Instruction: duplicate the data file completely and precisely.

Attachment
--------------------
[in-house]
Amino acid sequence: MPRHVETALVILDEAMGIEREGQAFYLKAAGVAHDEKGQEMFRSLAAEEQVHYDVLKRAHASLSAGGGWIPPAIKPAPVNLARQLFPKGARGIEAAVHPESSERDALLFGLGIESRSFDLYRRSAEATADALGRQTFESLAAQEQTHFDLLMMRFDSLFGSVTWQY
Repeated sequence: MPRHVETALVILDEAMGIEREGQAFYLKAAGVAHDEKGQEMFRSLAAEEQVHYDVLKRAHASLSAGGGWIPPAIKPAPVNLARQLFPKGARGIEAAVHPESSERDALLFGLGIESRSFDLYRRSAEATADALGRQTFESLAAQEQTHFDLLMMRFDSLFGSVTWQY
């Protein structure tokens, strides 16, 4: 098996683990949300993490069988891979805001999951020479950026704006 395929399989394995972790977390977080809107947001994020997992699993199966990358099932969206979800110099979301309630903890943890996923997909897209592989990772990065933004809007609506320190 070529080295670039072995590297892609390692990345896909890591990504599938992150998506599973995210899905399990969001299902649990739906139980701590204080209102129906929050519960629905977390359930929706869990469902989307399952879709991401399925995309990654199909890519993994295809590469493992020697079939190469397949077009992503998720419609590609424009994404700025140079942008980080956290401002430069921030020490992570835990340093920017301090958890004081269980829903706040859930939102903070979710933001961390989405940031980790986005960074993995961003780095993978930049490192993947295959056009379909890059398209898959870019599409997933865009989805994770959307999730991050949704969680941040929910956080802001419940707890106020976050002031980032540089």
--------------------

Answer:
[in-house]
Amino acid sequence: MPRHVETALVILDEAMGIEREGQAFYLKAAGVAHDEKGQEMFRSLAAEEQVHYDVLKRAHASLSAGGGWIPPAIKPAPVNLARQLFPKGARGIEAAVHPESSERDALLFGLGIESRSFDLYRRSAEATADALGRQTFESLAAQEQTHFDLLMMRFDSLFGSVTWQY
Repeated sequence: MPRHVETALVILDEAMGIEREGQAFYLKAAGVAHDEKGQEMFRSLAAEEQVHYDVLKRAHASLSAGGGWIPPAIKPAPVNLARQLFPKGARGIEAAVHPESSERDALLFGLGIESRSFDLYRRSAEATADALGRQTFESLAAQEQTHFDLLMMRFDSLFGSVTWQY
């Protein structure tokens, strides 16, 4: 098996683990949300993490069988891979805001999951020479950026704006 395929399989394995972790977390977080809107947001994020997992699993199966990358099932969206979800110099979301309630903890943890996923997909897209592989990772990065933004809007609506320190 070529080295670039072995590297892609390692990345896909890591990504599938992150998506599973995210899905399990969001299902649990739906139980701590204080209102129906929050519960629905977390359930929706869990469902989307399952879709991401399925995309990654199909890519993994295809590469493992020697079939190469397949077009992503998720419609590609424009994404700025140079942008980080956290401002430069921030020490992570835990340093920017301090958890004081269980829903706040859930939102903070979710933001961390989405940031980790986005960074993995961003780095993978930049490192993947295959056009379909890059398209898959870019599409997933865009989805994770959307999730991050949704969680941040929910956080802001419940707890106020976050002031980032540089």